The term collateral loan sounds like some complicated legal jargon but the concept is one most people will immediately recognize. Collateral is another term for a security so a collateral loan is backed by a security provided by the borrower to the lender. A mortgage is a type of collateral loan since the house bought becomes a security to the lender; another example is a piece of jewelry sold to a pawnbroker. Before taking such a loan consider the following:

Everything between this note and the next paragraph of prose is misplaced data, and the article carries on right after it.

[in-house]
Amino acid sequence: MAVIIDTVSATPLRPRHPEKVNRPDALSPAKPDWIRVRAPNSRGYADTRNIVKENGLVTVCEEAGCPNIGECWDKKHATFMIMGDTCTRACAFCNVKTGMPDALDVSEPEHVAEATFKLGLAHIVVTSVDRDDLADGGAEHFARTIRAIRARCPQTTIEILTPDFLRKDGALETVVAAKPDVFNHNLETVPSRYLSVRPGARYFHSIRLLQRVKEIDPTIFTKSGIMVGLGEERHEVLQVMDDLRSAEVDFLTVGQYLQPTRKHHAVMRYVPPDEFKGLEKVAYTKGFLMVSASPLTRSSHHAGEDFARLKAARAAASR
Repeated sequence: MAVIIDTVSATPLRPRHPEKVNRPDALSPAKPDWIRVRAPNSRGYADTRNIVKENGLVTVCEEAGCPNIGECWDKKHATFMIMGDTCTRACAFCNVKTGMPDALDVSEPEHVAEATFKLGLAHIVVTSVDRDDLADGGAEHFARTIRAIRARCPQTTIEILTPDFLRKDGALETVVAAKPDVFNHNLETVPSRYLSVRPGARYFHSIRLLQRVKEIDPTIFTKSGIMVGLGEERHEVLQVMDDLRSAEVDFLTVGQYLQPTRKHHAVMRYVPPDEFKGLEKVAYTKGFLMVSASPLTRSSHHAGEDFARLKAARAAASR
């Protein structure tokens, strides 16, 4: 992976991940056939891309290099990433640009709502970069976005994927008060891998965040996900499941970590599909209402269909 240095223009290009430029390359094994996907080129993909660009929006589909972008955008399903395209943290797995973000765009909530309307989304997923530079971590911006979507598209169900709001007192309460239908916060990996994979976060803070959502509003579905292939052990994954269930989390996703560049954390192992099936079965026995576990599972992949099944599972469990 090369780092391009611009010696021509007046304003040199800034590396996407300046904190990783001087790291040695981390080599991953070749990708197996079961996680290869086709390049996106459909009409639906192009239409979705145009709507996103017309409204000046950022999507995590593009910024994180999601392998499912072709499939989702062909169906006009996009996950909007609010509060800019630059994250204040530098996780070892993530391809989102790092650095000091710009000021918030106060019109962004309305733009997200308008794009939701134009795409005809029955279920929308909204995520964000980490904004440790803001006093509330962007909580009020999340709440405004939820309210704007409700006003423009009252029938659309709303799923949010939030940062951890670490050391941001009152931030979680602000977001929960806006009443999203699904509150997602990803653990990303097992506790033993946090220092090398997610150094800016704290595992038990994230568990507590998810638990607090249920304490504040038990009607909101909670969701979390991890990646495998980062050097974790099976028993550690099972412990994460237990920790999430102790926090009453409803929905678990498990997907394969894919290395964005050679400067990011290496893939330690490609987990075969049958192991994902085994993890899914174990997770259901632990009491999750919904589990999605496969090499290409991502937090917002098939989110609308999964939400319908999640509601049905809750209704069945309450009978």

1. Your Assets Get Undervalued
As a rule, lenders are going to undervalue the asset you provide to get a collateral loan. For example, if you own stocks and shares the lender could only recognize half their market value. This is not so much a case of being mean but the desire to insure they can recover the full value of the loan if the sellable value of your collateral declines. They also take into account the difficult of selling your asset, and this is a serious issue given the recent fall in house prices across the USA.